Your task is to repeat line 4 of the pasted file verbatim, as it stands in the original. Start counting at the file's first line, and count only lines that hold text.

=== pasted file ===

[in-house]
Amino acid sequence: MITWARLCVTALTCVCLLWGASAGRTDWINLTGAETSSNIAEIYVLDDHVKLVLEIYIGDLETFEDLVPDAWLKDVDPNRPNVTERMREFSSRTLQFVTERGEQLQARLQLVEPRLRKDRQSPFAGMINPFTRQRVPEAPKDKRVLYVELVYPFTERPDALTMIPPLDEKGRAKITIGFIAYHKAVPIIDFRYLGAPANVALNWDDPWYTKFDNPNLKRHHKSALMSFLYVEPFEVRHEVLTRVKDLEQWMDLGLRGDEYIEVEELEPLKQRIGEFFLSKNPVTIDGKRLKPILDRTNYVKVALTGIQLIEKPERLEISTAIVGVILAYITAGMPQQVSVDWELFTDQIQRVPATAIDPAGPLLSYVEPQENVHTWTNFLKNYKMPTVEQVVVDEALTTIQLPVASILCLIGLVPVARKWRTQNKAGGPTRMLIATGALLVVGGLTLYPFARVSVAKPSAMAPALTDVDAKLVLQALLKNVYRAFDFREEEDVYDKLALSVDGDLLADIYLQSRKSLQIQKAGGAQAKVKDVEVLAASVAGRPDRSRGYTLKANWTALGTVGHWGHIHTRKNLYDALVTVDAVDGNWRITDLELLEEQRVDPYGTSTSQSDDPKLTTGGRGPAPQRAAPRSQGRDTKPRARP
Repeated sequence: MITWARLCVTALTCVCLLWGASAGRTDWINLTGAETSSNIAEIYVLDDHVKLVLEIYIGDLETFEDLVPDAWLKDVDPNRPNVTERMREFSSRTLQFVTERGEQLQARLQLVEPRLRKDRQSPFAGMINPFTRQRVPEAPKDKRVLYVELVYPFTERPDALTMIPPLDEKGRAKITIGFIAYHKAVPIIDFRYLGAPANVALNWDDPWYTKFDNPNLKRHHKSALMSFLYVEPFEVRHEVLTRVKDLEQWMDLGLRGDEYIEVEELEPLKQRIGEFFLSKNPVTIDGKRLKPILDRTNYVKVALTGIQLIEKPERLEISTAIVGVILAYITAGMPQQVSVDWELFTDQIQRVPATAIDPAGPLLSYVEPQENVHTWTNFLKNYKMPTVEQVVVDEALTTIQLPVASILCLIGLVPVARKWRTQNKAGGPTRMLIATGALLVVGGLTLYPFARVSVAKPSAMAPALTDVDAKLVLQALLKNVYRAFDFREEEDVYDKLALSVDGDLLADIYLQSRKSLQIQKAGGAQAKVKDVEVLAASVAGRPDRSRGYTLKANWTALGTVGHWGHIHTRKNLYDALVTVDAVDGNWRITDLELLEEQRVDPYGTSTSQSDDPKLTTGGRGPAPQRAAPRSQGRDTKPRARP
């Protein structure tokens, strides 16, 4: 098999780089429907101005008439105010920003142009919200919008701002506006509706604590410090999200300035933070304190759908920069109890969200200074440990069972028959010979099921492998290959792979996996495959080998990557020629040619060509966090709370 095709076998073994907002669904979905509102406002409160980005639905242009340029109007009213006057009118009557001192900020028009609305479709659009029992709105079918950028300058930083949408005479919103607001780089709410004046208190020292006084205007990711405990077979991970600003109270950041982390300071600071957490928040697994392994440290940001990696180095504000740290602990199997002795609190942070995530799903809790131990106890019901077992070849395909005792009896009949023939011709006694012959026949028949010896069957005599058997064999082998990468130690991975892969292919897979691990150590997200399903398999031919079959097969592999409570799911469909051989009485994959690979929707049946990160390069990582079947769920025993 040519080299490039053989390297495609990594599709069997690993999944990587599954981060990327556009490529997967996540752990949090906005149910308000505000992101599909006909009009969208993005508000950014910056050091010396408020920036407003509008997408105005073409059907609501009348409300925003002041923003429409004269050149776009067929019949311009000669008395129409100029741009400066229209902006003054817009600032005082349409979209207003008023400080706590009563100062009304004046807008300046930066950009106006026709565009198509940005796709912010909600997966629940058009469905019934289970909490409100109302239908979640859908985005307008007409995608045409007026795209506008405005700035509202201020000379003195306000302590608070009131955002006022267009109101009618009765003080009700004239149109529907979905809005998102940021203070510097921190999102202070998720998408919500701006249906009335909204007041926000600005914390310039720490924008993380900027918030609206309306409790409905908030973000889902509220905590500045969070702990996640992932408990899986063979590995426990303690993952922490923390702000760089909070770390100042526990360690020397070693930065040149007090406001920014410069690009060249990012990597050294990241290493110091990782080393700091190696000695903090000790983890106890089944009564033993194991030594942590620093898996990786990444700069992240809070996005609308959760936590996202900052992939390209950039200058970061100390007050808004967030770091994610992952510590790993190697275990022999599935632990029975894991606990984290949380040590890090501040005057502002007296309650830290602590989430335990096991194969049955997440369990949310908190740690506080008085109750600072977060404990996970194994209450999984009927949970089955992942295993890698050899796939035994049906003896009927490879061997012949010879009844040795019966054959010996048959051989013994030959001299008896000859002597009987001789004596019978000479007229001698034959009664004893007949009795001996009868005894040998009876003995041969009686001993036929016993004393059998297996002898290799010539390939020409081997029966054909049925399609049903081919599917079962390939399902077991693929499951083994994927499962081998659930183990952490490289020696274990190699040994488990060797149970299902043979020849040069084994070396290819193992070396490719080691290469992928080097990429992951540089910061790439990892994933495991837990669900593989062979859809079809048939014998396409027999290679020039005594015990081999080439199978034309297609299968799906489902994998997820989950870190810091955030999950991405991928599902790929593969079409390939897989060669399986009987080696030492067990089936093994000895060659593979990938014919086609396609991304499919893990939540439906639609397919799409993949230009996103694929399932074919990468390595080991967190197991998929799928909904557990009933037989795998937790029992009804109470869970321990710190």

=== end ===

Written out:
């Protein structure tokens, strides 16, 4: 098999780089429907101005008439105010920003142009919200919008701002506006509706604590410090999200300035933070304190759908920069109890969200200074440990069972028959010979099921492998290959792979996996495959080998990557020629040619060509966090709370 095709076998073994907002669904979905509102406002409160980005639905242009340029109007009213006057009118009557001192900020028009609305479709659009029992709105079918950028300058930083949408005479919103607001780089709410004046208190020292006084205007990711405990077979991970600003109270950041982390300071600071957490928040697994392994440290940001990696180095504000740290602990199997002795609190942070995530799903809790131990106890019901077992070849395909005792009896009949023939011709006694012959026949028949010896069957005599058997064999082998990468130690991975892969292919897979691990150590997200399903398999031919079959097969592999409570799911469909051989009485994959690979929707049946990160390069990582079947769920025993 040519080299490039053989390297495609990594599709069997690993999944990587599954981060990327556009490529997967996540752990949090906005149910308000505000992101599909006909009009969208993005508000950014910056050091010396408020920036407003509008997408105005073409059907609501009348409300925003002041923003429409004269050149776009067929019949311009000669008395129409100029741009400066229209902006003054817009600032005082349409979209207003008023400080706590009563100062009304004046807008300046930066950009106006026709565009198509940005796709912010909600997966629940058009469905019934289970909490409100109302239908979640859908985005307008007409995608045409007026795209506008405005700035509202201020000379003195306000302590608070009131955002006022267009109101009618009765003080009700004239149109529907979905809005998102940021203070510097921190999102202070998720998408919500701006249906009335909204007041926000600005914390310039720490924008993380900027918030609206309306409790409905908030973000889902509220905590500045969070702990996640992932408990899986063979590995426990303690993952922490923390702000760089909070770390100042526990360690020397070693930065040149007090406001920014410069690009060249990012990597050294990241290493110091990782080393700091190696000695903090000790983890106890089944009564033993194991030594942590620093898996990786990444700069992240809070996005609308959760936590996202900052992939390209950039200058970061100390007050808004967030770091994610992952510590790993190697275990022999599935632990029975894991606990984290949380040590890090501040005057502002007296309650830290602590989430335990096991194969049955997440369990949310908190740690506080008085109750600072977060404990996970194994209450999984009927949970089955992942295993890698050899796939035994049906003896009927490879061997012949010879009844040795019966054959010996048959051989013994030959001299008896000859002597009987001789004596019978000479007229001698034959009664004893007949009795001996009868005894040998009876003995041969009686001993036929016993004393059998297996002898290799010539390939020409081997029966054909049925399609049903081919599917079962390939399902077991693929499951083994994927499962081998659930183990952490490289020696274990190699040994488990060797149970299902043979020849040069084994070396290819193992070396490719080691290469992928080097990429992951540089910061790439990892994933495991837990669900593989062979859809079809048939014998396409027999290679020039005594015990081999080439199978034309297609299968799906489902994998997820989950870190810091955030999950991405991928599902790929593969079409390939897989060669399986009987080696030492067990089936093994000895060659593979990938014919086609396609991304499919893990939540439906639609397919799409993949230009996103694929399932074919990468390595080991967190197991998929799928909904557990009933037989795998937790029992009804109470869970321990710190």